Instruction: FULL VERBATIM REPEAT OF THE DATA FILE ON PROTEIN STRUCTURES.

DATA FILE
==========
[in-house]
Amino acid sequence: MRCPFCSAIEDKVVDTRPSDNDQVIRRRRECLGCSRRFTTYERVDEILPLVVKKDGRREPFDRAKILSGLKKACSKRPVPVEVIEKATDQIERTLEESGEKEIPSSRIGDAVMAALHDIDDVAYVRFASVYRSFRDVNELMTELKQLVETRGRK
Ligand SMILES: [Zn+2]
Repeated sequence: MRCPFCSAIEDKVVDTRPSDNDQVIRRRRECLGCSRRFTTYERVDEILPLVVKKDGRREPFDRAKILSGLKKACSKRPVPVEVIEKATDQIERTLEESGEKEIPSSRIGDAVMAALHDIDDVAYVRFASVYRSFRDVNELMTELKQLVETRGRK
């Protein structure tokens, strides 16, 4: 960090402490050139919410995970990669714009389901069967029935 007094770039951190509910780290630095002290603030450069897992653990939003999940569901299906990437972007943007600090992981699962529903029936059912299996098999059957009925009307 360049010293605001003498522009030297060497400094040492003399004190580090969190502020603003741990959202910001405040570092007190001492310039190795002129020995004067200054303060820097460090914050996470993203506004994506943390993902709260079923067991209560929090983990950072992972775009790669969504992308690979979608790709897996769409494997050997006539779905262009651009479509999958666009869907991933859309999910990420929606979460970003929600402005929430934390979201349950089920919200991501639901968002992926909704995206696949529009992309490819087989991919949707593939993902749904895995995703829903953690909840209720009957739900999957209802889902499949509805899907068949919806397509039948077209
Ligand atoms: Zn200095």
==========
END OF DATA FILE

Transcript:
[in-house]
Amino acid sequence: MRCPFCSAIEDKVVDTRPSDNDQVIRRRRECLGCSRRFTTYERVDEILPLVVKKDGRREPFDRAKILSGLKKACSKRPVPVEVIEKATDQIERTLEESGEKEIPSSRIGDAVMAALHDIDDVAYVRFASVYRSFRDVNELMTELKQLVETRGRK
Ligand SMILES: [Zn+2]
Repeated sequence: MRCPFCSAIEDKVVDTRPSDNDQVIRRRRECLGCSRRFTTYERVDEILPLVVKKDGRREPFDRAKILSGLKKACSKRPVPVEVIEKATDQIERTLEESGEKEIPSSRIGDAVMAALHDIDDVAYVRFASVYRSFRDVNELMTELKQLVETRGRK
């Protein structure tokens, strides 16, 4: 960090402490050139919410995970990669714009389901069967029935 007094770039951190509910780290630095002290603030450069897992653990939003999940569901299906990437972007943007600090992981699962529903029936059912299996098999059957009925009307 360049010293605001003498522009030297060497400094040492003399004190580090969190502020603003741990959202910001405040570092007190001492310039190795002129020995004067200054303060820097460090914050996470993203506004994506943390993902709260079923067991209560929090983990950072992972775009790669969504992308690979979608790709897996769409494997050997006539779905262009651009479509999958666009869907991933859309999910990420929606979460970003929600402005929430934390979201349950089920919200991501639901968002992926909704995206696949529009992309490819087989991919949707593939993902749904895995995703829903953690909840209720009957739900999957209802889902499949509805899907068949919806397509039948077209
Ligand atoms: Zn200095």